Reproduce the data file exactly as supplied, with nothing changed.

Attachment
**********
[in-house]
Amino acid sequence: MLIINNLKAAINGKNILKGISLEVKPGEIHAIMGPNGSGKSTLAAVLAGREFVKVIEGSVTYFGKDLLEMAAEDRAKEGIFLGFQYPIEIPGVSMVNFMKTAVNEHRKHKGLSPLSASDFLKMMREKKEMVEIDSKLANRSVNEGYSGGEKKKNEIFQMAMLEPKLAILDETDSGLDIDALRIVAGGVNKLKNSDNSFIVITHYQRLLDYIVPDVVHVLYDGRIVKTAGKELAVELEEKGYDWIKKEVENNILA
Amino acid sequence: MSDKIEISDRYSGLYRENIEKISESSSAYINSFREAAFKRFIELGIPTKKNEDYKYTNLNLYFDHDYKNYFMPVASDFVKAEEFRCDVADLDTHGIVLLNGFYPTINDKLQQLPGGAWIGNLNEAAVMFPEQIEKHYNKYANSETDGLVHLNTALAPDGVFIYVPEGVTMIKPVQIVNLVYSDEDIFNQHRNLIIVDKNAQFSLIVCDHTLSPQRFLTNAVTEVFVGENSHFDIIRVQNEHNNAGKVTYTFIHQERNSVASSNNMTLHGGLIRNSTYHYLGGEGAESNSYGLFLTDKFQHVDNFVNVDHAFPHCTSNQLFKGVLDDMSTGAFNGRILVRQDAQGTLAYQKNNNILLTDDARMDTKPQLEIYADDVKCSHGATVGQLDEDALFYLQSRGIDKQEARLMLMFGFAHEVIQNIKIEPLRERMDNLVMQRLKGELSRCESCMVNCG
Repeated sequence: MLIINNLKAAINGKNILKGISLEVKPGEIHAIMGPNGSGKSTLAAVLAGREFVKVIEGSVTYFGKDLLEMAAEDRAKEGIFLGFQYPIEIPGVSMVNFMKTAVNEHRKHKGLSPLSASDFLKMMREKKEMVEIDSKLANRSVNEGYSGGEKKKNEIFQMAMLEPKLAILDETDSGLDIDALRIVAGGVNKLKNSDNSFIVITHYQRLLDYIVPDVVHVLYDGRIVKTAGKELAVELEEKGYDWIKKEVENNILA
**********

[in-house]
Amino acid sequence: MLIINNLKAAINGKNILKGISLEVKPGEIHAIMGPNGSGKSTLAAVLAGREFVKVIEGSVTYFGKDLLEMAAEDRAKEGIFLGFQYPIEIPGVSMVNFMKTAVNEHRKHKGLSPLSASDFLKMMREKKEMVEIDSKLANRSVNEGYSGGEKKKNEIFQMAMLEPKLAILDETDSGLDIDALRIVAGGVNKLKNSDNSFIVITHYQRLLDYIVPDVVHVLYDGRIVKTAGKELAVELEEKGYDWIKKEVENNILA
Amino acid sequence: MSDKIEISDRYSGLYRENIEKISESSSAYINSFREAAFKRFIELGIPTKKNEDYKYTNLNLYFDHDYKNYFMPVASDFVKAEEFRCDVADLDTHGIVLLNGFYPTINDKLQQLPGGAWIGNLNEAAVMFPEQIEKHYNKYANSETDGLVHLNTALAPDGVFIYVPEGVTMIKPVQIVNLVYSDEDIFNQHRNLIIVDKNAQFSLIVCDHTLSPQRFLTNAVTEVFVGENSHFDIIRVQNEHNNAGKVTYTFIHQERNSVASSNNMTLHGGLIRNSTYHYLGGEGAESNSYGLFLTDKFQHVDNFVNVDHAFPHCTSNQLFKGVLDDMSTGAFNGRILVRQDAQGTLAYQKNNNILLTDDARMDTKPQLEIYADDVKCSHGATVGQLDEDALFYLQSRGIDKQEARLMLMFGFAHEVIQNIKIEPLRERMDNLVMQRLKGELSRCESCMVNCG
Repeated sequence: MLIINNLKAAINGKNILKGISLEVKPGEIHAIMGPNGSGKSTLAAVLAGREFVKVIEGSVTYFGKDLLEMAAEDRAKEGIFLGFQYPIEIPGVSMVNFMKTAVNEHRKHKGLSPLSASDFLKMMREKKEMVEIDSKLANRSVNEGYSGGEKKKNEIFQMAMLEPKLAILDETDSGLDIDALRIVAGGVNKLKNSDNSFIVITHYQRLLDYIVPDVVHVLYDGRIVKTAGKELAVELEEKGYDWIKKEVENNILA